Zombies, families, light and magic11/12/2014
For the people who put together “Neighborhood 3: Requisition of Doom,” the show must feel like going home. For those who watch it, home may never feel the same.
“Neighborhood 3” at StageWest brings together the same crew that mounted the show a couple of years ago for the Social Club. For that production, director Zachary Mannheimer worked in his club’s temporary lodgings on Fourth Street. He had help from two seasoned actors — James Serpento and Alissa Tschetter-Siedschlaw — playing an assortment of anxious parents. Now they’ve got a better venue, and Mannheimer has also coaxed back Nick Cornelison, who handles the “Son Type,” four troubled adolescents. The lone newcomer is Glori Dei Filippone, a teenager in multiple roles as the “daughter-type.”
To squeeze so many different people into a single foursome might seem strange, but, in this play, it goes with the territory. Theatergoers enter a gated community. Jay Jagim’s smart reconfiguration of the theater is all candy colors with a glistening pool and a manicured lawn. As the drama unfolds, though, they reveal a gray sickness of soul.
Families are breaking down. Every “son type” and “daughter type” sits glued to the same multi-player game. The game’s goal seems ordinary: kill zombies and escape their domain. That domain, however, grows eerie; its “final level” takes a player to his or her own house. As for the zombies within, who are they?
Jennifer Haley’s script doesn’t answer the question, exactly — the stage blacks out at key moments — but the game is only a symptom, not the disease. “Neighborhood 3” frames a timeless struggle — adolescents against parents — in a cutting-edge way.
As the parents, Serpento and Tschetter-Siedschlaw both find different sore points for each of their four roles. One “mother type” falls into a dead-eyed stare over another bottle of wine. One father, speaking with a neighbor he hardly knows, erupts with need, pawing at the air. These two performers have been away from theater for a few years, and it’s been a loss. They remain flexible as ever.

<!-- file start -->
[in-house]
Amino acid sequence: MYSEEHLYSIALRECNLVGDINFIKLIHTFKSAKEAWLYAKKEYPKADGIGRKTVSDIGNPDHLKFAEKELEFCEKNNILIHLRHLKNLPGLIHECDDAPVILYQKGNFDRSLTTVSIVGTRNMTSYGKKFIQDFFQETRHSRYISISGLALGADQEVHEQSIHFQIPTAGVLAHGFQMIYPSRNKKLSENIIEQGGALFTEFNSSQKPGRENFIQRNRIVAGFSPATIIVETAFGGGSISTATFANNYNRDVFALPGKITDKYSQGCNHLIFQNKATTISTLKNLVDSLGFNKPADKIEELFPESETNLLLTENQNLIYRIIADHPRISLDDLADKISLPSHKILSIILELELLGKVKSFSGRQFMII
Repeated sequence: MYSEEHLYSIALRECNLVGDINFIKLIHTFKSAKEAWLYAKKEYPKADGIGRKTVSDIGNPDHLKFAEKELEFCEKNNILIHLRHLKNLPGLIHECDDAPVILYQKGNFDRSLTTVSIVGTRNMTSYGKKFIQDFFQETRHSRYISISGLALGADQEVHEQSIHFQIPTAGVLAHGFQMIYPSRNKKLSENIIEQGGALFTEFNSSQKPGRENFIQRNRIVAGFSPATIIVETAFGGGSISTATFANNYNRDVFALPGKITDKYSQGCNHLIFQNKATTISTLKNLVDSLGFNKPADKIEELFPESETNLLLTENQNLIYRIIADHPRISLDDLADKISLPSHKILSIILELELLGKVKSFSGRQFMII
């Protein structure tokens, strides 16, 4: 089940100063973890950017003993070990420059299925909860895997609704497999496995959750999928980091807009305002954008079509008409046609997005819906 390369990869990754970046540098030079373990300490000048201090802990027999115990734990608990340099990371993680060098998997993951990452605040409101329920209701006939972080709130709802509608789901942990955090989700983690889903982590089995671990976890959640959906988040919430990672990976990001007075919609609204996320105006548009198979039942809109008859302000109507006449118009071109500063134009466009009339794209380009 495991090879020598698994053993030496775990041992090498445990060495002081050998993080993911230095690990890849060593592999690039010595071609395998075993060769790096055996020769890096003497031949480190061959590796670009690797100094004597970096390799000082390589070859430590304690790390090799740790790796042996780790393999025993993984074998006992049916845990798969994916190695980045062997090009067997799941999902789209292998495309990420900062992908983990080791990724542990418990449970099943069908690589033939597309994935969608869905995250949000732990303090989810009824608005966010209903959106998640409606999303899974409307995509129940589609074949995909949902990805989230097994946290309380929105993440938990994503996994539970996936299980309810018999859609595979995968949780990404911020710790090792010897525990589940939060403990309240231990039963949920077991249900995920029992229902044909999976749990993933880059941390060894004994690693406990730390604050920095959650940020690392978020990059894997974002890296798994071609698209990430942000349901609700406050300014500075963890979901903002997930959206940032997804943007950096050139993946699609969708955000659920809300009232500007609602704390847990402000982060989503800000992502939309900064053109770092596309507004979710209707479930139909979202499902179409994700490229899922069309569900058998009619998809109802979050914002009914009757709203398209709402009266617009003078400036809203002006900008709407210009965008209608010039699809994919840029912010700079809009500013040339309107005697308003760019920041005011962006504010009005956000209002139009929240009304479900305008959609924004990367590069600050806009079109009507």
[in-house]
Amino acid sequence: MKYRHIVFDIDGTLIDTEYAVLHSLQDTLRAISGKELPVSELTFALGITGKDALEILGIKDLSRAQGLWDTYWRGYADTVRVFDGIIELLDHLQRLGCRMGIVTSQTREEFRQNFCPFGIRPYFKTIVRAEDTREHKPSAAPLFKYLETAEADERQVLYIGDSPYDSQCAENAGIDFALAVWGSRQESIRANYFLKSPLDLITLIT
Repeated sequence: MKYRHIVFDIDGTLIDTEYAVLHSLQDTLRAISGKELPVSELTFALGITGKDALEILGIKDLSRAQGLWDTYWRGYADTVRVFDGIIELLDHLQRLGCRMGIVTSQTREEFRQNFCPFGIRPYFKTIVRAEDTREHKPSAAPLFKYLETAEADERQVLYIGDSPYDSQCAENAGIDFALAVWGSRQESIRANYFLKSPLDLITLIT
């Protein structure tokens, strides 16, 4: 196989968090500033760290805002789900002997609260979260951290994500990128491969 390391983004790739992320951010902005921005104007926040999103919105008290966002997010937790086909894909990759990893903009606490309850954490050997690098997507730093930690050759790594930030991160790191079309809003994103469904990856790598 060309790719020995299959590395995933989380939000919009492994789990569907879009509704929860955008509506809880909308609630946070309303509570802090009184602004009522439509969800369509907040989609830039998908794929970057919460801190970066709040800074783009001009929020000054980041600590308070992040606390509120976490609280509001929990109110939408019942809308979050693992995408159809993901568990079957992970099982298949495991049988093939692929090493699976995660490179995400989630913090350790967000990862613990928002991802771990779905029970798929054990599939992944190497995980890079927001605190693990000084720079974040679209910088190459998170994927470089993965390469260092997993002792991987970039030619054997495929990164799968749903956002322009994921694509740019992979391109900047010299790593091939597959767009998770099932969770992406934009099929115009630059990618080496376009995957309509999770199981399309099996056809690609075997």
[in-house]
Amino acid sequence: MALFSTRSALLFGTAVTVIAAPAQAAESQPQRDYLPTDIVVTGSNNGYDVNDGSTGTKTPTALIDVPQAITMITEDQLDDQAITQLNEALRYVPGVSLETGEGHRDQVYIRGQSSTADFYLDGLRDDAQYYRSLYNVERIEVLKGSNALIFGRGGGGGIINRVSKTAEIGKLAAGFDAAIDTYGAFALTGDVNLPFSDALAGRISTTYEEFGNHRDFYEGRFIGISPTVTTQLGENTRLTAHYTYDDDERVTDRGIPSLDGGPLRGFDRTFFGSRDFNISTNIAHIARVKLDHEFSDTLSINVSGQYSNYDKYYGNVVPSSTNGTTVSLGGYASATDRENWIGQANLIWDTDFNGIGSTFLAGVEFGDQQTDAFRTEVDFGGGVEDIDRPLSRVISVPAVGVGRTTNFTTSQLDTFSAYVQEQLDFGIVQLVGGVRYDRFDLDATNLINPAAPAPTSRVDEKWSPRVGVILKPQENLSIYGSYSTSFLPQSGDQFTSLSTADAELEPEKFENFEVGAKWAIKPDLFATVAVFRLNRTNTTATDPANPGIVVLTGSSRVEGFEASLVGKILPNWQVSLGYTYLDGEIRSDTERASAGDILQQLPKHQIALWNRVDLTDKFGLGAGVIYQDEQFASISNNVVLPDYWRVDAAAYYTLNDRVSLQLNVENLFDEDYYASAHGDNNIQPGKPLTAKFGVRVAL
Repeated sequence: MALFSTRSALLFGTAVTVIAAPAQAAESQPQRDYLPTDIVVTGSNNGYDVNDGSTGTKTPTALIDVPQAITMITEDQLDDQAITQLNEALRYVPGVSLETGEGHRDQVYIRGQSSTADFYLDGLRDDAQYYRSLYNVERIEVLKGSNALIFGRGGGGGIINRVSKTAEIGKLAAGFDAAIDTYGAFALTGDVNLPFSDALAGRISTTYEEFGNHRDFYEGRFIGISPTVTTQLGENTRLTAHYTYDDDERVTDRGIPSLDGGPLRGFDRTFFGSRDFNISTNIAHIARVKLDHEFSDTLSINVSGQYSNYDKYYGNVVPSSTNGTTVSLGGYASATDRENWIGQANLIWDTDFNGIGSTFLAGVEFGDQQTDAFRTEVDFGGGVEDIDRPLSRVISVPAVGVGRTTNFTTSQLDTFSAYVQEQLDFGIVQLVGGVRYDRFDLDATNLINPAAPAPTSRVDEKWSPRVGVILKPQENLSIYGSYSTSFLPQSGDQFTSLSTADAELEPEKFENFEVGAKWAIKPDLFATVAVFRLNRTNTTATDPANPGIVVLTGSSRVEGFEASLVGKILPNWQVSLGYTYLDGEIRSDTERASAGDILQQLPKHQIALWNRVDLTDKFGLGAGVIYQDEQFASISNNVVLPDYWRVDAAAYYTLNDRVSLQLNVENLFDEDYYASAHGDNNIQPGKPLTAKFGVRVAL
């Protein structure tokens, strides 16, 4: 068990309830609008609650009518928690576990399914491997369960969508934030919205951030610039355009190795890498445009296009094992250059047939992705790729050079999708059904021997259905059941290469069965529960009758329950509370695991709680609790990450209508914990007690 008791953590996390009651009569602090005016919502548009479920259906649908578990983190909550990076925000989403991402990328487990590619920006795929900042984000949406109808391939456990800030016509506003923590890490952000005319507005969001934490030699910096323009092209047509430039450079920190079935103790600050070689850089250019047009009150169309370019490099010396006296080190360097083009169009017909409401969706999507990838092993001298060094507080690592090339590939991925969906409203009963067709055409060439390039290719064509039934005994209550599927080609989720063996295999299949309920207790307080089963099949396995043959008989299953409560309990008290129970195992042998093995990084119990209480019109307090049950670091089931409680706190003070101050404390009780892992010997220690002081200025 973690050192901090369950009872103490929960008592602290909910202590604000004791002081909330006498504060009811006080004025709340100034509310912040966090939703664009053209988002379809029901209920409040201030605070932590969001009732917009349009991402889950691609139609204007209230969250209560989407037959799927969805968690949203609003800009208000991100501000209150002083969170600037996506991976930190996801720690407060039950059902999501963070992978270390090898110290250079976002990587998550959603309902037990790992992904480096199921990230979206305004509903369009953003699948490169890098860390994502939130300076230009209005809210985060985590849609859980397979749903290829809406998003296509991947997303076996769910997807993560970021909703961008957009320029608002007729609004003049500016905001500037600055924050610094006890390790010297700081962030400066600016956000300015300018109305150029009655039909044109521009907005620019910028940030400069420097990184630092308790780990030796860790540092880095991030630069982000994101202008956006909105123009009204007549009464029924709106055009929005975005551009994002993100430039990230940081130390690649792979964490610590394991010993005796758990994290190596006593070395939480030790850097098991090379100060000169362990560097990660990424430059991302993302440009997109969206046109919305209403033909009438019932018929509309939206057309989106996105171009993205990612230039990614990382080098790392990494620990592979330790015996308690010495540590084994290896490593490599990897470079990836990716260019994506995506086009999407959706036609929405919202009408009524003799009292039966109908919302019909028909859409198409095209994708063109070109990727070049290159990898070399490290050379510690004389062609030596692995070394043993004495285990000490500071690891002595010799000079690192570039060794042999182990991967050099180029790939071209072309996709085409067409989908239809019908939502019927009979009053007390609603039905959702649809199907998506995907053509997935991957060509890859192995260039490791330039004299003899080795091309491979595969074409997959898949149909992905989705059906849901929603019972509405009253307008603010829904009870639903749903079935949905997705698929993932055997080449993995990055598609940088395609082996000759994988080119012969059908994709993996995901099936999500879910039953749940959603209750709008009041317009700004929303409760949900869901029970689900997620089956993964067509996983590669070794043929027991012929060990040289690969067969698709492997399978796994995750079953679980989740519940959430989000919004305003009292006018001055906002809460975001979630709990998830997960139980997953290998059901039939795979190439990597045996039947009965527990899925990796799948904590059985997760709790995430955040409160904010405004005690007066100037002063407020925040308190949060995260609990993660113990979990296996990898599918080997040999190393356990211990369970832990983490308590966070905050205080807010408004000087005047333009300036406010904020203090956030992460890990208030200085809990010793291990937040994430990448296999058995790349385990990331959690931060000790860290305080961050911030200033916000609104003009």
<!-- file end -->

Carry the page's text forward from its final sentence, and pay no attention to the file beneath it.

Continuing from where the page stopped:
But these walking dead include the young. Cornelison starts most scenes by holding back, then rallies, outdoing whoever has taunted him. In most cases that foil is Filippone, and she holds her own. Now seductive, now nerdy, now menacing, she’s the discovery of the night.
The greatest performance, though, could be that of the tech crew. Chris Williams and Josh Jepson work with flat-screens at either end of the stage, playing hard-edged game-scapes while sirens and voiceovers rip away any notion of suburban bliss. Des Moines does Industrial Light and Magic.
Overheard in the Lobby: This weekend, the Civic Center hosts the national tour of “Joseph & the Technicolor Dream Coat.” CV
John Domini is a published local author who has lived on both coasts and abroad and enjoyed theater everywhere. See www.johndomini.com.